Subscribe for 99¢

Biff! Bam! Boring!

This middling movie is the zero sum of overwhelming expectations divided by underwhelming execution. "The Avengers" isn't bad by any stretch of the imagination, but neither is it especially good, because, well, it doesn't have any stretch of the imagination. From the opening voice-over about dark forces gathering in the universe to the final smackdown in Manhattan, we've seen it all a dozen times before, including in the movies from which this Marvel Comics all-star team was assembled.

The dark forces are from Asgard, the home planet of crash-landed demigod Thor (Chris Hemsworth). His evil brother Loki (Tom Hiddleston) steals a cube of limitless energy called the Tesseract from Nick Fury (Samuel L. Jackson), who rounds up a group of superheroes to retrieve it. The team includes playboy industrialist Tony Stark, aka Iron Man (Robert Downey Jr.); time-traveling supersoldier Steve Rogers, aka Captain America (Chris Evans); and anger-impaired professor Bruce Banner, aka the Hulk (Mark Ruffalo, new to the role), who is lured from his Calcutta hideaway by seductress Natalia Romanova, aka the Black Widow (Scarlett Johansson).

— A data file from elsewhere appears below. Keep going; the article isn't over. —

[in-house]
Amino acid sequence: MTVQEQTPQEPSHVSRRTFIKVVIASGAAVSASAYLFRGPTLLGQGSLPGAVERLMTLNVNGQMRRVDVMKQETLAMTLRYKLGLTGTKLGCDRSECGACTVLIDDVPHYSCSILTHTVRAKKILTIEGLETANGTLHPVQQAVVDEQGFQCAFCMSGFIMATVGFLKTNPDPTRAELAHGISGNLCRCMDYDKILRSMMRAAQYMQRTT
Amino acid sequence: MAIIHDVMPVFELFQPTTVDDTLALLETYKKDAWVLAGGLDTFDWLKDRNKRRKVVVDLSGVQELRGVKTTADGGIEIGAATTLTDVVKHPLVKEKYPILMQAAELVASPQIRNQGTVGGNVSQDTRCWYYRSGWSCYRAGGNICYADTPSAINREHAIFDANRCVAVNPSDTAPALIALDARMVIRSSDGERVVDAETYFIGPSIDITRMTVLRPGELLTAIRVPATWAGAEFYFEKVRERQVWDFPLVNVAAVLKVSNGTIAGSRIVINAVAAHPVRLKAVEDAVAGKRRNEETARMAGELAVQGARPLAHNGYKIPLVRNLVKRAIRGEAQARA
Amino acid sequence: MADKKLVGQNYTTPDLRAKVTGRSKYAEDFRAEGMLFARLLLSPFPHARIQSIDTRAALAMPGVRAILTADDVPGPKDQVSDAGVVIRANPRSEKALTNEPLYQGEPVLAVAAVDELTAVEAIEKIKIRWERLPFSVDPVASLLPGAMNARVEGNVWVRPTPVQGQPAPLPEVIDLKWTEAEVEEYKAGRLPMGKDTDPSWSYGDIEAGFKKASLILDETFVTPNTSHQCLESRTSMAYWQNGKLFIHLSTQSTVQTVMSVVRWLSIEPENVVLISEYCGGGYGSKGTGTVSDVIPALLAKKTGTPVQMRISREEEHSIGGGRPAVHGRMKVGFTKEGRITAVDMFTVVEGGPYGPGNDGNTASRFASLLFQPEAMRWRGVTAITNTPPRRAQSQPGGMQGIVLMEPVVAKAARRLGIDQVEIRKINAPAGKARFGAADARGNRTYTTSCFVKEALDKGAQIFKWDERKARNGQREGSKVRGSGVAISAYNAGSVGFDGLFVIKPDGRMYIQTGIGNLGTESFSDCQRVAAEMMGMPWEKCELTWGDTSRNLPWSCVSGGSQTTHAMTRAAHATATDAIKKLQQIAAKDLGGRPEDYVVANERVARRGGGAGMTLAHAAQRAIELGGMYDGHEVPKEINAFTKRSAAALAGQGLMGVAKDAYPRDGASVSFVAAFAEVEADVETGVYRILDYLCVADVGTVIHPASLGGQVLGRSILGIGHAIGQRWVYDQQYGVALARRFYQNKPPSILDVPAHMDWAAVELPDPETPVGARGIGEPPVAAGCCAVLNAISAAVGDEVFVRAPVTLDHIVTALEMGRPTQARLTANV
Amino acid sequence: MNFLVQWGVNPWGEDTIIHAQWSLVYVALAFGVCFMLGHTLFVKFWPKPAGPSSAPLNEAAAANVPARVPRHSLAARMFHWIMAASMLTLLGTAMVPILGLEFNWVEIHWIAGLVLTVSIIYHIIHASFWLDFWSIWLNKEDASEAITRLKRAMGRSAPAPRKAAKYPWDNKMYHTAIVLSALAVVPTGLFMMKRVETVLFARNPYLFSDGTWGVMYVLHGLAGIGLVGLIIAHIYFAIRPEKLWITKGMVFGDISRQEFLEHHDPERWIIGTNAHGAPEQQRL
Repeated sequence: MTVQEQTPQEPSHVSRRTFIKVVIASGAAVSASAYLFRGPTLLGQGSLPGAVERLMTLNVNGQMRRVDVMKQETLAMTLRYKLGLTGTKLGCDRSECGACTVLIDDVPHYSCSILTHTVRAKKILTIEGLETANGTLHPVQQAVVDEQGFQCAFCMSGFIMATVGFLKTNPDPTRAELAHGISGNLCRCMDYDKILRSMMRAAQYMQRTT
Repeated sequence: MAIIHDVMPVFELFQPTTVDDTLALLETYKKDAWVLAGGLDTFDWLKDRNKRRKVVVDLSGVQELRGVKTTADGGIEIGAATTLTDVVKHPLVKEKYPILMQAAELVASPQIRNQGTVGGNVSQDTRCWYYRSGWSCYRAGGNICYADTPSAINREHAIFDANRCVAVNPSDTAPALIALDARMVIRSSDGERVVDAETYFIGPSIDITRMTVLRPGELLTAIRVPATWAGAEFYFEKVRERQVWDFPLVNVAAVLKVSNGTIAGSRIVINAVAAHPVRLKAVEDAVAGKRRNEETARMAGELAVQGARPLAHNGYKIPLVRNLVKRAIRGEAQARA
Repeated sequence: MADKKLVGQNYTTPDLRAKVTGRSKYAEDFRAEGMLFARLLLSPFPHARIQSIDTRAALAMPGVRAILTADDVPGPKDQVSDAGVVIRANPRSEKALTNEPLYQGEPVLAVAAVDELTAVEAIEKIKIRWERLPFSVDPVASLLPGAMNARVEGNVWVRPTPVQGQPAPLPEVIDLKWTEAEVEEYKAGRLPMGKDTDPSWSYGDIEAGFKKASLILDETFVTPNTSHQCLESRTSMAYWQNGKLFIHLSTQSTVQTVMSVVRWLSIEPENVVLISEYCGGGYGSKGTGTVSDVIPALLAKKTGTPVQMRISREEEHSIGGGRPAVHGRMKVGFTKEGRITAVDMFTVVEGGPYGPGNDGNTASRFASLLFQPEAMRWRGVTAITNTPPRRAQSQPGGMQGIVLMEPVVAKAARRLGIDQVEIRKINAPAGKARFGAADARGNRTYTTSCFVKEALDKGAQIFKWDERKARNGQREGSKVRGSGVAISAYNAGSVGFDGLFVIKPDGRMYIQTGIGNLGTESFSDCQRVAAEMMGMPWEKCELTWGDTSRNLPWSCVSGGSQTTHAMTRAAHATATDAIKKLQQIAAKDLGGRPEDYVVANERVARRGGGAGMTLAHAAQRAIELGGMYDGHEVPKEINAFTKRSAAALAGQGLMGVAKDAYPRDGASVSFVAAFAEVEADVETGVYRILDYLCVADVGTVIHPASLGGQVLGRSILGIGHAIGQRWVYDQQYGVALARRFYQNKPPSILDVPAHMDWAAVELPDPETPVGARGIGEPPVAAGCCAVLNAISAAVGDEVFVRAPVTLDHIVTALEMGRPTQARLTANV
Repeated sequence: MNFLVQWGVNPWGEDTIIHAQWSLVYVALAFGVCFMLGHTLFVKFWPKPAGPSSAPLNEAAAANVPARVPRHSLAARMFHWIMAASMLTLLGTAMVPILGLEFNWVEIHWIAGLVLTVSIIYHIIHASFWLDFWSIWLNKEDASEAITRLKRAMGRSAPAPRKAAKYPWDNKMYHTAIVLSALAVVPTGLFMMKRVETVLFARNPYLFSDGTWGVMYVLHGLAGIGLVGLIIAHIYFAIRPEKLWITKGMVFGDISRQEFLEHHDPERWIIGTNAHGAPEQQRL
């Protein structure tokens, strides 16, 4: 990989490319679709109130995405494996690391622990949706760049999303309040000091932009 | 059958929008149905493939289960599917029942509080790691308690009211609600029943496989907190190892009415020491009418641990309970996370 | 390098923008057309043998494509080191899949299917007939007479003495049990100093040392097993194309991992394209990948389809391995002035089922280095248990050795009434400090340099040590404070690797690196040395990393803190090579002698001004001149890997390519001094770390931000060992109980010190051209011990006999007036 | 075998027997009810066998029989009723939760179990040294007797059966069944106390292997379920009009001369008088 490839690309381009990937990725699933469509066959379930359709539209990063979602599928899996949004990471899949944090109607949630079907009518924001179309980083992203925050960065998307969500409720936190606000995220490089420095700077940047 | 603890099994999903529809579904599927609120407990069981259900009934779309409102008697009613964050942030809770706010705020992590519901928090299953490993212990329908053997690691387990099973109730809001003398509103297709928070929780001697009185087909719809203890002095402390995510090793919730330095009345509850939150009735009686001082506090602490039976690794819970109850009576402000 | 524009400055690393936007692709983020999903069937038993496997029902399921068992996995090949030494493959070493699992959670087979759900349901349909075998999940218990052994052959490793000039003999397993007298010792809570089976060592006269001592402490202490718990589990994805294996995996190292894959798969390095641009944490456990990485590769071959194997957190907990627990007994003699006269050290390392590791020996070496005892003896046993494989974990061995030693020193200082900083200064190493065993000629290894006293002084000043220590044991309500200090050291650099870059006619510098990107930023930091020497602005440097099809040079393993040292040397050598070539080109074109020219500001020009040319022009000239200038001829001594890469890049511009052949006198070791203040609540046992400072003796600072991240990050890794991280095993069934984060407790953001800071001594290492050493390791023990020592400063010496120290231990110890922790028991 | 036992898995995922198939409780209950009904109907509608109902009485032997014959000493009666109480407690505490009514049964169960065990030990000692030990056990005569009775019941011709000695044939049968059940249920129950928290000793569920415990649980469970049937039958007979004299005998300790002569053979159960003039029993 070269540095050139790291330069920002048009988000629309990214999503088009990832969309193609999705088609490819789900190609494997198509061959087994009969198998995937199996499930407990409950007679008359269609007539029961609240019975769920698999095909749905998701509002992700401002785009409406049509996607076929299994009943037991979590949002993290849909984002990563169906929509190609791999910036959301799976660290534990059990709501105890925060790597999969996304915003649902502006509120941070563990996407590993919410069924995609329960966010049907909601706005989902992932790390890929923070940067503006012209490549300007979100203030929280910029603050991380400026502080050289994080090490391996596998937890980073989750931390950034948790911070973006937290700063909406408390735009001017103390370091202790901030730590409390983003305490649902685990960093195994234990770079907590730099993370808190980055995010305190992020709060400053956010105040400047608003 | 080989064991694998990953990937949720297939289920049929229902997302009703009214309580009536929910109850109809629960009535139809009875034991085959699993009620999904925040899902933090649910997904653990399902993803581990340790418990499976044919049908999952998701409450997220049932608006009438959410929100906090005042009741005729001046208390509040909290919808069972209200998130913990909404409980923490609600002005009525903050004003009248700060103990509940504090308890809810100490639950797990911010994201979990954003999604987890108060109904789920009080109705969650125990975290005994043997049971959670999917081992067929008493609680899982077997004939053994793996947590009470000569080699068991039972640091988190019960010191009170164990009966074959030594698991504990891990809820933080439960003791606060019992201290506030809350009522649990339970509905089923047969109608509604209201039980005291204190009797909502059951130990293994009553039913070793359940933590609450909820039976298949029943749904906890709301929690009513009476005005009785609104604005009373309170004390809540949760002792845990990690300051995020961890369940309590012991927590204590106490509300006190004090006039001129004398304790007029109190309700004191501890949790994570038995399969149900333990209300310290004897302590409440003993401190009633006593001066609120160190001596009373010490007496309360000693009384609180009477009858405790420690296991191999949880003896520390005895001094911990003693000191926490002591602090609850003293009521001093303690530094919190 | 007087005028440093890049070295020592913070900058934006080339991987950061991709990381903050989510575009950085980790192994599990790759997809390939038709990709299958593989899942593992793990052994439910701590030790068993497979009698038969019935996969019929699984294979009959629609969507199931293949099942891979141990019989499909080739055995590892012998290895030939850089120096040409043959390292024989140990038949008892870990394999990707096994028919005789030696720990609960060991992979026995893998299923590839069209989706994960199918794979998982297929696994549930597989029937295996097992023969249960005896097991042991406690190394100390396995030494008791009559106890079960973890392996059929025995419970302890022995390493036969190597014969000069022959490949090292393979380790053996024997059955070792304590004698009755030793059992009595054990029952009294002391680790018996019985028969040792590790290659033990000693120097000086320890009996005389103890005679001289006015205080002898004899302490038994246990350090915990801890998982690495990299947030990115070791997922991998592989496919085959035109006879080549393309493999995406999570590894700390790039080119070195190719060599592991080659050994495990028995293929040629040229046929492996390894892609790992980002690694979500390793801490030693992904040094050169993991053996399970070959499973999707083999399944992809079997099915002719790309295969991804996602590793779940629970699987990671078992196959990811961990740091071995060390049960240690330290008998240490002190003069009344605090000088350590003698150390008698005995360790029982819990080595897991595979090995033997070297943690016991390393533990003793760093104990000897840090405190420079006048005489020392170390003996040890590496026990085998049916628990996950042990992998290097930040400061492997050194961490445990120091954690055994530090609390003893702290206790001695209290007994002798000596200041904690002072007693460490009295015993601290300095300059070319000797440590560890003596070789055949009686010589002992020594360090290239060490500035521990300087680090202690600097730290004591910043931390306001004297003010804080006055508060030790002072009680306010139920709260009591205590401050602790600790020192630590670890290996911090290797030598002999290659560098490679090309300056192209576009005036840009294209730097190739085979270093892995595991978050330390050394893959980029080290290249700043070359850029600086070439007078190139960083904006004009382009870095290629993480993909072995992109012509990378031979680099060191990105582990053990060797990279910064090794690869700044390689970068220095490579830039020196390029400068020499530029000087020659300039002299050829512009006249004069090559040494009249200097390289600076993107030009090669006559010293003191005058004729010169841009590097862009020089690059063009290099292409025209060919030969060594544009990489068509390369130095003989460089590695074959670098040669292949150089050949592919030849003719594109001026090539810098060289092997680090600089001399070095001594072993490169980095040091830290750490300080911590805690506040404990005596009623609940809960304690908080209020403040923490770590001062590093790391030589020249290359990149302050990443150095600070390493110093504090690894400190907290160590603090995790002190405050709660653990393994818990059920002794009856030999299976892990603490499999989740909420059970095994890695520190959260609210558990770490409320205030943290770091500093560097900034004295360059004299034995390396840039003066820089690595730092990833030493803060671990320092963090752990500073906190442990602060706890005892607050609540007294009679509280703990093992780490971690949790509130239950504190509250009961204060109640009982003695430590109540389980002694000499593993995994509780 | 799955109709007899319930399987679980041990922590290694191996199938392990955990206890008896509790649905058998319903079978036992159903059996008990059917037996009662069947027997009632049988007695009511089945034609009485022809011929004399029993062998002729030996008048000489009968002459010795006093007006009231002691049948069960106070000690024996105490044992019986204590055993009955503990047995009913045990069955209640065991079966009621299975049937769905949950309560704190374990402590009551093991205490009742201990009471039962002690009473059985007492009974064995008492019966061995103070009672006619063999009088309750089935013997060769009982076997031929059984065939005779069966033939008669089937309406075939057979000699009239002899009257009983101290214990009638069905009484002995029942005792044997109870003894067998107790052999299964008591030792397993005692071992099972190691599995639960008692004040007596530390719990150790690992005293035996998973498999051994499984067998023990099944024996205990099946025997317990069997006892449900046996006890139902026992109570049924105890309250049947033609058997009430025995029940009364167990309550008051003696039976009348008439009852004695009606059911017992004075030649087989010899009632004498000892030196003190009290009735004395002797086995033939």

Yet Loki has a super sidekick of his own: hypnotized sharpshooter Clint Barton, AKA Hawkeye (Jeremy Renner).

That's a lot of subplots to juggle, and director Joss Whedon gives almost everyone (sorry, Hawkeye) a spotlight moment. Downey adds a welcome whiff of humanity to his tiresome hotshot routine, Evans gives the movie a moral center and Ruffalo is the best of the three recent Hulks.

A machine this proficient is guaranteed to reap about a gazillion dollars, yet even fanboys will be hard-pressed to cite a memorable scene or even a line of dialogue from the table-setting first hour of this overlong movie. Weak wisecracks hide the lack of real chemistry between the characters, and this is yet another summer movie where pseudo 3-D effects were added after the fact. It's also another superhero movie in which a major city gets leveled, but we don't see a single civilian casualty.

Granted, the fiery finale is good enough to leave the legions smiling. But when a movie is expected to lift an entire industry, "good enough" shouldn't be good enough.


"The Avengers"

Two and a half stars out of four • Rating PG-13 • Run time 2:22 • Content Intense sequences of sci-fi action and violence